Charting the Course for Transformation — Global Issues

Small Island Developing States (SIDS) are using digital tools and technologies for real and positive impact on their countries and communities. Credit: Ministry of Digital Transformation, Republic of Trinidad and Tobago
  • Opinion by Marcos Neto, Robert Opp (united nations)
  • Inter Press Service

SIDS are leveraging digital tools and technologies for real and positive impact on their countries and communities. They are leaders in internet gender parity, whilst a number perform strongly on global indices of cybersecurity. They are increasingly becoming Small Island Digital States.

This shift is reshaping the way people in SIDS live and work, facilitating connectivity, shaping new industries and opportunities, and ensuring that public services can reach even the most remote areas.

From the SIDS Global Data Hub in Antigua and Barbuda to the national digital strategies in the Cook Islands and Niue, to the Digital Pathway of Samoa, and substantial innovation efforts in countries such as Trinidad and Tobago, the Maldives, and São Tomé and Príncipe, digital is positively changing lives and livelihoods.

Advocating for transformation

A whole-of-society approach to digital transformation is needed to benefit all facets of SIDS’ societies and economies. This involves placing people at the core of digital endeavours, shaping regulations to address digital harms, and fostering digital skills across society – particularly in relation to shaping future-looking skills and career foundations and pathways.

This also includes developing and retaining talent within the public sector. The collaborative efforts of government, private sector, and civil society are essential for a strategic and inclusive approach to deliver the potential of digital. A major upcoming report from UNDP – Small Island Digital States – identifies how SIDS can drive a whole-of-society approach founded on UNDP’s framework.

Through exploring the digital journeys of SIDS in this forthcoming report, it is clear that SIDS are increasingly recognizing the unique roles and strengths of each sector and ensuring that the benefits of digital reach all members of society. This includes the digital inclusion of remote and marginalized populations.

The involvement of young people, often hard to reach through traditional means, is paramount. They will be the digital leaders, innovators, and customers of the future. Recognizing this, a separate study of young people’s hopes, concerns, and aspirations will also be published soon by UNDP – leveraging a unique survey of 5,000 young people in SIDS, conducted via WhatsApp, Telegram, and Facebook Messenger.

Shaping Small Island Digital States

UNDP supports numerous SIDS on their digital transformation journeys, for example conducting comprehensive Digital Readiness Assessments in over 15 SIDS – and having positioned digital transformation as a key pillar of the UNDP ‘Rising Up for SIDS’ framework.

Our work in SIDS has reaffirmed the importance of understanding how to apply digital in the most useful way. This means we need to recognize that digital transformation is often rooted in analogue and offline foundations. Individual knowledge and skills to use technology safely and meaningfully are important.

Behavioural change is vital for sustainable digital adoption, requiring shifts in internal cultures and processes, including in leveraging approaches such as open source. Financing for digital entrepreneurs in SIDS can also not be overlooked, with local financing institutions often more familiar with tourism or real estate, and less clear about the potential of digital enterprises and entrepreneurs. And planning for the long term is imperative as the return on investment in digital is often not immediate.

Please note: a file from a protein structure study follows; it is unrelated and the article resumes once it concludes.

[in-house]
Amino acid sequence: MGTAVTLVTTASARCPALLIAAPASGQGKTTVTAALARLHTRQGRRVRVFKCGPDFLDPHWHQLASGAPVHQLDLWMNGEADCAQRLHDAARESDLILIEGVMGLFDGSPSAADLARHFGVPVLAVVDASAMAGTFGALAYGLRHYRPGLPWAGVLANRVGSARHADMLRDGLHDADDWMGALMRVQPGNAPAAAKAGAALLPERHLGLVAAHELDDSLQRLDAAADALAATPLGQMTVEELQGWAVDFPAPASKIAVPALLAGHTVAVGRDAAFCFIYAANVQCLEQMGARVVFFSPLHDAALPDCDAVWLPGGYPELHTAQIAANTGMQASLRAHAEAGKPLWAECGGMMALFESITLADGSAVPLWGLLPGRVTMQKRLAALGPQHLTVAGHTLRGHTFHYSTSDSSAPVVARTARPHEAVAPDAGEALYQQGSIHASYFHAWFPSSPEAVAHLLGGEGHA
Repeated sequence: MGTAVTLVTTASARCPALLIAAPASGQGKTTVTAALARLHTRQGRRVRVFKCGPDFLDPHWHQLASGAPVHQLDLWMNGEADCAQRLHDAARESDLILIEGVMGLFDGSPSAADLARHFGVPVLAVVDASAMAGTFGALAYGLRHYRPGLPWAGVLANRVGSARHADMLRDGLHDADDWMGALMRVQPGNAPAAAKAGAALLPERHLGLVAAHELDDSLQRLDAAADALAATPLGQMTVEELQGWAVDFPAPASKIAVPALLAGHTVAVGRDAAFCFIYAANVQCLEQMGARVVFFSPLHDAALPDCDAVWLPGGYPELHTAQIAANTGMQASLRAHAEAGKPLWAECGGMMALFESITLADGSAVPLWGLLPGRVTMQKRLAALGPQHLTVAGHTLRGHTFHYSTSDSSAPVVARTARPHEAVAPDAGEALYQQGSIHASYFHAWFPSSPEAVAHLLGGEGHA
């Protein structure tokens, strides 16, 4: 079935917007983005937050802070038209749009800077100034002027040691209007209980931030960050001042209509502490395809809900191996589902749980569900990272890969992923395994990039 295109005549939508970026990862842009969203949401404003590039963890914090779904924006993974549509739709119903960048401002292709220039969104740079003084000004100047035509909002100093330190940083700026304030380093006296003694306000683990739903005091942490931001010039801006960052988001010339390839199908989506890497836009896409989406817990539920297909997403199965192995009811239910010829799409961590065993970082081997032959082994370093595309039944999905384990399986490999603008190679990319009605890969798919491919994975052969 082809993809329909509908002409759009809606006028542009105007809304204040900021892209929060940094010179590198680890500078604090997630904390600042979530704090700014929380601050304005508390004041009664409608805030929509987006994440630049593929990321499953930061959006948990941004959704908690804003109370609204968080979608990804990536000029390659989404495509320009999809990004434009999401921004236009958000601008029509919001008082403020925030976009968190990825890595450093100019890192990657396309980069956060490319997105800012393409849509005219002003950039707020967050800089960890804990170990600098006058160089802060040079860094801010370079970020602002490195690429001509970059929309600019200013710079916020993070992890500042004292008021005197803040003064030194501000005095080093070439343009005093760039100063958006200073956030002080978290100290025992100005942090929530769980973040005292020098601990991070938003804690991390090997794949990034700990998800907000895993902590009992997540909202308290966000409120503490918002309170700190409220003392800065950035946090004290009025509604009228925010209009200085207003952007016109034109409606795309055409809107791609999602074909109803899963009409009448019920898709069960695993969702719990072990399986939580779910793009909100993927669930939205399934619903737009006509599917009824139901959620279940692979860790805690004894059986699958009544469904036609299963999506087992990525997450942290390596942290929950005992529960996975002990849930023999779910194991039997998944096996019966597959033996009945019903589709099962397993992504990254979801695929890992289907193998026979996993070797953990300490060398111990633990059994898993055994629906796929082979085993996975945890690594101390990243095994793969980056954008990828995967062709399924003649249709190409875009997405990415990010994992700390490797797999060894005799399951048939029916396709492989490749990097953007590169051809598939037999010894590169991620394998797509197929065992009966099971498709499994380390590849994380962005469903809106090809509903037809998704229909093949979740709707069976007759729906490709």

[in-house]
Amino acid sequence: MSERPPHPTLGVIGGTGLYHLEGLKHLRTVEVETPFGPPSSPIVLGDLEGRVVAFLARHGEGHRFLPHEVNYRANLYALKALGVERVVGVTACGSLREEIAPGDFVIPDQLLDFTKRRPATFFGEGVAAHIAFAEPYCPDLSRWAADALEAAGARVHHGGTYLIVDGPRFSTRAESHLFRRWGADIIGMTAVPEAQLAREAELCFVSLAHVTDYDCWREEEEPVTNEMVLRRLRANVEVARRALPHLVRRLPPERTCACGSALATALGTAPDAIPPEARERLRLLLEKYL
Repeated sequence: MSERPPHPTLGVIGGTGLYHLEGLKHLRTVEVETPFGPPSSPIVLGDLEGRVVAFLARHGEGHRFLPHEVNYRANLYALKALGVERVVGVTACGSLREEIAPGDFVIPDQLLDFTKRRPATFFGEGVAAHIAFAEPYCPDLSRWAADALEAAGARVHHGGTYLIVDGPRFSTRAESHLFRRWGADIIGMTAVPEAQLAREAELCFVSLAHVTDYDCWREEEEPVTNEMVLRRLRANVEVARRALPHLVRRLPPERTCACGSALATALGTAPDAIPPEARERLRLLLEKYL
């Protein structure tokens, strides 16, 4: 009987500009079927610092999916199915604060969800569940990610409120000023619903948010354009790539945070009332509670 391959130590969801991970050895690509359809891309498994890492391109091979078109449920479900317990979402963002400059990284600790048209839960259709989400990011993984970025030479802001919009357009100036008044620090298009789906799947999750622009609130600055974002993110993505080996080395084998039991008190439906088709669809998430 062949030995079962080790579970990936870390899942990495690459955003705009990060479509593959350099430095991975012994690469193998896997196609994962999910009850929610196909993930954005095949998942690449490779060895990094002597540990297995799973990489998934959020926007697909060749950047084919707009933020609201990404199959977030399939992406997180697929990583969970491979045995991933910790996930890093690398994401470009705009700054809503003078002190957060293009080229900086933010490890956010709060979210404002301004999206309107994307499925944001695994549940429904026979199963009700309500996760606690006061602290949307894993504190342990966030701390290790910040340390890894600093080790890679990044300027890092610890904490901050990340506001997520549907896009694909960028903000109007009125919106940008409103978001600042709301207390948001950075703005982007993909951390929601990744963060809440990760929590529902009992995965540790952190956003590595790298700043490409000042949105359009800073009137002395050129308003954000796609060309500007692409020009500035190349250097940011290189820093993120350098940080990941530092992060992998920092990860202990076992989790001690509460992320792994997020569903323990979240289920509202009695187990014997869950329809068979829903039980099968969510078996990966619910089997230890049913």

SIDS governments and other innovators are building the political capital, buy-in, and momentum to deliver transformational change. Our Digital Readiness Assessments highlighted that nearly 60 percent of SIDS’ populations are keen to see even bolder digital efforts from their governments.

Charting the course

UNDP’s extensive digital work across SIDS, and the findings of these two reports, highlight that despite discussions often framing SIDS in terms of vulnerability and isolation, the digital realm is proving that SIDS are not just surviving; they are thriving.

Through leadership, adaptability, and the emergence of local digital ecosystems, they are demonstrating the transformative power of digital technologies. SIDS are actively engaging in public-private partnerships, leveraging civil society, and collaborating beyond their borders to advance digital objectives collectively.

Global collaboration across the SIDS community is already driving digital best practice. Many are sharing their digital knowledge, expertise, and learning – accelerating the digital journeys of fellow countries.

This collaboration is reshaping the SIDS discourse, showcasing that these countries are actively leading in digital expertise and exploration. SIDS are agile and moving quickly. As islands, they are exciting global beacons of digital innovation and demonstration. And they are swiftly evolving into Small Island Digital States.

Marcos Neto is UN Assistant Secretary-General and Director of UNDP’s Bureau for Policy and Programme Support; Robert Opp is Chief Digital Officer, UNDP.

Source: UN Development Programme

In April this year, the UNDP Global Centre for Technology, Innovation, and Sustainable Development will be launching two key reports as inputs into the discussions around the 4th International SIDS Conference. These reports will provide deeper findings and insights into how SIDS are becoming Small Island Digital States and into youth perspectives on digital technologies.

IPS UN Bureau

© Inter Press Service (2024) — All Rights ReservedOriginal source: Inter Press Service

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